# Building a model from BUGS code in R using NIMBLE

The BUGS language for declaring statistical models was popularized by WinBUGS, OpenBUGS and JAGS. Those generate and run an MCMC for the model, but they don’t allow a programmer to use the model in any other way. NIMBLE provides a new implementation of the BUGS language and creates model objects you can program with.

NIMBLE accommodates most of BUGS, but it doesn’t yet handle stochastic indices (indices that are random variables). It also extends the BUGS language in a bunch of ways that we won’t go into here. See the User Manual for more details.

## Dyes example

Let’s pick a simple model from the classic WinBUGS examples: the dyes example. This is a simple normal hierarchical model. A description can be found here. A copy of the original is on our GitHub repository here. A modified version we will use is set up like this:

library(nimble)

dyesCode <- nimbleCode({
for (i in 1:BATCHES) {
for (j in 1:SAMPLES) {
y[i,j] ~ dnorm(mu[i], sd = sigma.within);
}
mu[i] ~ dnorm(theta, sd = sigma.between);
}

theta ~ dnorm(0.0, 1.0E-10);
sigma.within ~ dunif(0, 100)
sigma.between ~ dunif(0, 100)
})

Compared to the original, this has been modified by using standard deviation parameters instead of precision parameters in two places – for the sole purpose of illustrating NIMBLE’s ability to handle different parameterizations – and removing the posterior predictive nodes.

By the way, any of the standard WinBUGS examples can be loaded automatically in NIMBLE like this:

classicDyesModel <- readBUGSmodel('dyes', dir = getBUGSexampleDir('dyes'))

## Create the model

We can create a model from dyesCode like this:

dyesModel <- nimbleModel(dyesCode, constants = list(BATCHES = 6, SAMPLES = 5))
## defining model...
## building model...
## checking model...   (use nimbleModel(..., check = FALSE) to skip model check)
## NAs were detected in model variables: theta, logProb_theta, sigma.within, logProb_sigma.within, sigma.between, logProb_sigma.between, mu, logProb_mu, y, logProb_y.
## model building finished

And we can set data values in it like this:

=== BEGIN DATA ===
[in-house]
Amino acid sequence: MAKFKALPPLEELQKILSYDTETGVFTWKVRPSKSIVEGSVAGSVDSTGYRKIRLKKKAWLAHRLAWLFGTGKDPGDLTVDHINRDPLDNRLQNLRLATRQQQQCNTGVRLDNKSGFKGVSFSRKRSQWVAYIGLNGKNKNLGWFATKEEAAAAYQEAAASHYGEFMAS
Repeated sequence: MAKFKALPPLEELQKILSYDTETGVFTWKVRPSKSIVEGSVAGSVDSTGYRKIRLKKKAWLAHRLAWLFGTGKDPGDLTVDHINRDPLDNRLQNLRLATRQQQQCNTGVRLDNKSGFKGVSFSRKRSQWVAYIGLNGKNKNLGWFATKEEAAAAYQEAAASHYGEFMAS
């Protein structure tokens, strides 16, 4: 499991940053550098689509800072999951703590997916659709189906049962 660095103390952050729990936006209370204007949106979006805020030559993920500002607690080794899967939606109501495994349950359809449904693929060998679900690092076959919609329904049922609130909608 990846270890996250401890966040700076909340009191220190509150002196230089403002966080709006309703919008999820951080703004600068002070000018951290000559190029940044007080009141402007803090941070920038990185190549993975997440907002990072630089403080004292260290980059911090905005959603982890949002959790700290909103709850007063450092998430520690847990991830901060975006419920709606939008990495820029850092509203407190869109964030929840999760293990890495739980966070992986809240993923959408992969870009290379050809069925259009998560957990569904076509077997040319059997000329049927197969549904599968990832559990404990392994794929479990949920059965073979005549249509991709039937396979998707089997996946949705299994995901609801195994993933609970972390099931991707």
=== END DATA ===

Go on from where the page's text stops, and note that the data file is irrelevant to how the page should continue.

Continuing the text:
data <- matrix(c(1545, 1540, 1595, 1445, 1595, 1520, 1440, 1555, 1550,
1440, 1630, 1455, 1440, 1490, 1605, 1595, 1515, 1450, 1520, 1560,
1510, 1465, 1635, 1480, 1580, 1495, 1560, 1545, 1625, 1445), nrow = 6)
dyesModel$setData(list(y = data)) dyesModel$y
##      [,1] [,2] [,3] [,4] [,5]
## [1,] 1545 1440 1440 1520 1580
## [2,] 1540 1555 1490 1560 1495
## [3,] 1595 1550 1605 1510 1560
## [4,] 1445 1440 1595 1465 1545
## [5,] 1595 1630 1515 1635 1625
## [6,] 1520 1455 1450 1480 1445

## Use the model

Now we can use the model like an R object.

### Set or get values

dyesModel$theta <- 1500 dyesModel$mu <- rnorm(6, 1500, 50)
dyesModel$sigma.within <- 20 dyesModel$sigma.between <- 20
dyesModel$mu ## [1] 1538 1435 1534 1579 1572 1430 dyesModel$y[1,]
## [1] 1545 1440 1440 1520 1580

### Calculate log probability densities for part or all of the model

## arbitrary example
calculate(dyesModel, c('theta', 'mu[1:6]', 'y[,2]'))
## [1] -148

### Simulate part or all of the model

## arbitrary example
simulate(dyesModel, c('mu[1:3]'))
dyesModel$mu ## [1] 1511 1458 1526 1579 1572 1430 ### Query the model’s relationships ## arbitrary example dyesModel$getDependencies(c('theta', 'mu[3]'))
##  [1] "theta"   "mu[1]"   "mu[2]"   "mu[3]"   "mu[4]"   "mu[5]"   "mu[6]"
##  [8] "y[3, 1]" "y[3, 2]" "y[3, 3]" "y[3, 4]" "y[3, 5]"

### Plot the model graph (thanks to igraph’s plot feature)

library(igraph)
plot(dyesModel$getGraph()) ## Compile the model Finally we can compile the model and use the compiled version the same way we used the uncompiled version above: compiled_dyesModel <- compileNimble(dyesModel) compiled_dyesModel$theta <- 1450
calculate(compiled_dyesModel) ## all nodes by default
## [1] -383.4

Naturally, the compiled version is much faster.